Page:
Updated: Oct 31, 2022
Take a breath
If I had to pick just one practice to share, it might be STOP. I use this all. the. time. At least I try to.
Don't be fooled. It sounds simple. But it's not easy. Reactivity intrudes easily.
In fact-- no joke-- as I wrote the last paragraph, I got distracted TWICE. First an email popped into my inbox and I toggled over to delete it. I returned to writing. A text lit up. I responded to it.
And then I noticed the irony of what I was doing! Two more email dings come in as I'm processing... And so I stop writing (with intention this time), take a breath, observe what is happening, and proceed by turning on "Do not disturb" on my computer. Now I can work with fewer distractions and finish the task I set out to do. STOP practice implemented in 30 seconds. Productivity (possibly, hopefully) enhanced.
This wasn't the example I intended to share when I started writing, but sometimes truth just reveals itself :)
Hands down, my biggest STOP triumphs arise when I can put a little time and distance between an emotionally charged situation and communication. Here's an example from a few months ago. One morning I noticed my son took his Nintendo Switch to school, even though that's not permitted. Instantly, I am furious, because screen time triggers the crap out of me. I whip out my phone and begin composing a text to him, resplendent in criticism and impending consequences. I'm ranting with my finger tips.
And then, in the nick of time, I STOP. I put down the phone. I take several breaths, because my face and chest are hot and my breathing is shallow. I observe how activated I am. And I begin to think through how sending this text will play out. He's at school. If I send the text, he will spend the day emotionally charged and come home ready for a fight. It may compromise his learning or performance for the day. I recognize there's no action to be taken right now, and any communication will probably impair our ability to discuss or repair. I decide it can wait until later tonight, erase the text and put my phone away.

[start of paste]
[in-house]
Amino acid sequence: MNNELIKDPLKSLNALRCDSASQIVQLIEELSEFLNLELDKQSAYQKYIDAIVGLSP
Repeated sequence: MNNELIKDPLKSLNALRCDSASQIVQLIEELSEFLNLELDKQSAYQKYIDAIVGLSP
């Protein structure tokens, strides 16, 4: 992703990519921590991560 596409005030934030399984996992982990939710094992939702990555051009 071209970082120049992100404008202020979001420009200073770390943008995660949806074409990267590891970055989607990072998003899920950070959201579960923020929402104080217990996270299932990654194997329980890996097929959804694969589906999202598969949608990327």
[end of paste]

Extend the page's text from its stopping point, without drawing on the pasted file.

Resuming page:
I also recognize it's a little unsatisfying in the moment, because I'm mad and I want to do something with my anger. But I decide just to be with it, and hope that the heat and urgency will wane, which it did.
This STOP practice required longer, both in the moment and in order to resolve the conflict. But-- you guessed it-- it directly contributed to better outcomes. That evening we were able to have a calm discussion. Turns out, he ended up telling me he took the Switch to school, before I brought it up. Our discussion built trust. I felt like a MILLION DOLLARS. Because I knew that STOP took discipline and intention and practice... and it worked like a charm! I was so proud, I'm even writing about it months later.
It takes practice. We've got a 10-minute STOP meditation that takes you through it, so you're ready when you need it. Try it. Repeatedly.